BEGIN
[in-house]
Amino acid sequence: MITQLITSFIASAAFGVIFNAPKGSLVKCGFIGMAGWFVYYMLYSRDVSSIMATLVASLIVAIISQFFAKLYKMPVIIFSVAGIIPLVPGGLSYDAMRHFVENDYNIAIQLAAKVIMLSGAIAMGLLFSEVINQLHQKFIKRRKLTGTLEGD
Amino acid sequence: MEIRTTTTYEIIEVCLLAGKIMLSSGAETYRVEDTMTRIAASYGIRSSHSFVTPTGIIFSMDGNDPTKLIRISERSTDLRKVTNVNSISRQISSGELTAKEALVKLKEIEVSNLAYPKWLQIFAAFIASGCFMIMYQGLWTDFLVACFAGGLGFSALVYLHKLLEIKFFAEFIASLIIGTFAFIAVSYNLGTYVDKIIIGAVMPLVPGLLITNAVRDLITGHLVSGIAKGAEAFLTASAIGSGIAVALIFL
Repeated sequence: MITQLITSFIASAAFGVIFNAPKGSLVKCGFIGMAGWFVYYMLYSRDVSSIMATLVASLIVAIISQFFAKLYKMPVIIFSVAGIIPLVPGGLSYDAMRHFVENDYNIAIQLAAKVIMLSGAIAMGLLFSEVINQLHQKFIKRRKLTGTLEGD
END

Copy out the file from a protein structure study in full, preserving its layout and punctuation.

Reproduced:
[in-house]
Amino acid sequence: MITQLITSFIASAAFGVIFNAPKGSLVKCGFIGMAGWFVYYMLYSRDVSSIMATLVASLIVAIISQFFAKLYKMPVIIFSVAGIIPLVPGGLSYDAMRHFVENDYNIAIQLAAKVIMLSGAIAMGLLFSEVINQLHQKFIKRRKLTGTLEGD
Amino acid sequence: MEIRTTTTYEIIEVCLLAGKIMLSSGAETYRVEDTMTRIAASYGIRSSHSFVTPTGIIFSMDGNDPTKLIRISERSTDLRKVTNVNSISRQISSGELTAKEALVKLKEIEVSNLAYPKWLQIFAAFIASGCFMIMYQGLWTDFLVACFAGGLGFSALVYLHKLLEIKFFAEFIASLIIGTFAFIAVSYNLGTYVDKIIIGAVMPLVPGLLITNAVRDLITGHLVSGIAKGAEAFLTASAIGSGIAVALIFL
Repeated sequence: MITQLITSFIASAAFGVIFNAPKGSLVKCGFIGMAGWFVYYMLYSRDVSSIMATLVASLIVAIISQFFAKLYKMPVIIFSVAGIIPLVPGGLSYDAMRHFVENDYNIAIQLAAKVIMLSGAIAMGLLFSEVINQLHQKFIKRRKLTGTLEGD